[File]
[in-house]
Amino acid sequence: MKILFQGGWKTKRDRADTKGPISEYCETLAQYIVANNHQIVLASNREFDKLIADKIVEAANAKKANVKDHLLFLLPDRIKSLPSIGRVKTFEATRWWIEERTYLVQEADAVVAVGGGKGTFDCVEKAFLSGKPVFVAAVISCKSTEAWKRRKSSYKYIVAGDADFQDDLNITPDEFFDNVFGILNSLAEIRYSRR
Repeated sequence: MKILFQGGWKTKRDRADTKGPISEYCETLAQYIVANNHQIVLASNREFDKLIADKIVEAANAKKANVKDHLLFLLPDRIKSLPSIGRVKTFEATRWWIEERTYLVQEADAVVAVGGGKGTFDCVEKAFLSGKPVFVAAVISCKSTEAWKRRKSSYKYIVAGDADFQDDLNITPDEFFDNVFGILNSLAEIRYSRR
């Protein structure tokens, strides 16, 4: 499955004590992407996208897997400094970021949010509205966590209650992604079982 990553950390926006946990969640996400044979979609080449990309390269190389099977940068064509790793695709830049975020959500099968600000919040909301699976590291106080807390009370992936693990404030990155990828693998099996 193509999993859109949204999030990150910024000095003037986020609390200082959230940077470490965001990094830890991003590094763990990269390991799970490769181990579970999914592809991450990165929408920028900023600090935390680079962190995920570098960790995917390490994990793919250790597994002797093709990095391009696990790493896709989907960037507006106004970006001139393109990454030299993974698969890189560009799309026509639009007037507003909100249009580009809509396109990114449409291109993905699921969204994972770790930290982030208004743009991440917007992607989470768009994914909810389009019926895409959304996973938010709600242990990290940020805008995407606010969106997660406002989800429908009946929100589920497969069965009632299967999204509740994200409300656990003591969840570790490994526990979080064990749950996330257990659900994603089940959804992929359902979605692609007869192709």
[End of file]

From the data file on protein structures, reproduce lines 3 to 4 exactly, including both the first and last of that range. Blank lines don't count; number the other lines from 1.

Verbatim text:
Repeated sequence: MKILFQGGWKTKRDRADTKGPISEYCETLAQYIVANNHQIVLASNREFDKLIADKIVEAANAKKANVKDHLLFLLPDRIKSLPSIGRVKTFEATRWWIEERTYLVQEADAVVAVGGGKGTFDCVEKAFLSGKPVFVAAVISCKSTEAWKRRKSSYKYIVAGDADFQDDLNITPDEFFDNVFGILNSLAEIRYSRR
């Protein structure tokens, strides 16, 4: 499955004590992407996208897997400094970021949010509205966590209650992604079982 990553950390926006946990969640996400044979979609080449990309390269190389099977940068064509790793695709830049975020959500099968600000919040909301699976590291106080807390009370992936693990404030990155990828693998099996 193509999993859109949204999030990150910024000095003037986020609390200082959230940077470490965001990094830890991003590094763990990269390991799970490769181990579970999914592809991450990165929408920028900023600090935390680079962190995920570098960790995917390490994990793919250790597994002797093709990095391009696990790493896709989907960037507006106004970006001139393109990454030299993974698969890189560009799309026509639009007037507003909100249009580009809509396109990114449409291109993905699921969204994972770790930290982030208004743009991440917007992607989470768009994914909810389009019926895409959304996973938010709600242990990290940020805008995407606010969106997660406002989800429908009946929100589920497969069965009632299967999204509740994200409300656990003591969840570790490994526990979080064990749950996330257990659900994603089940959804992929359902979605692609007869192709």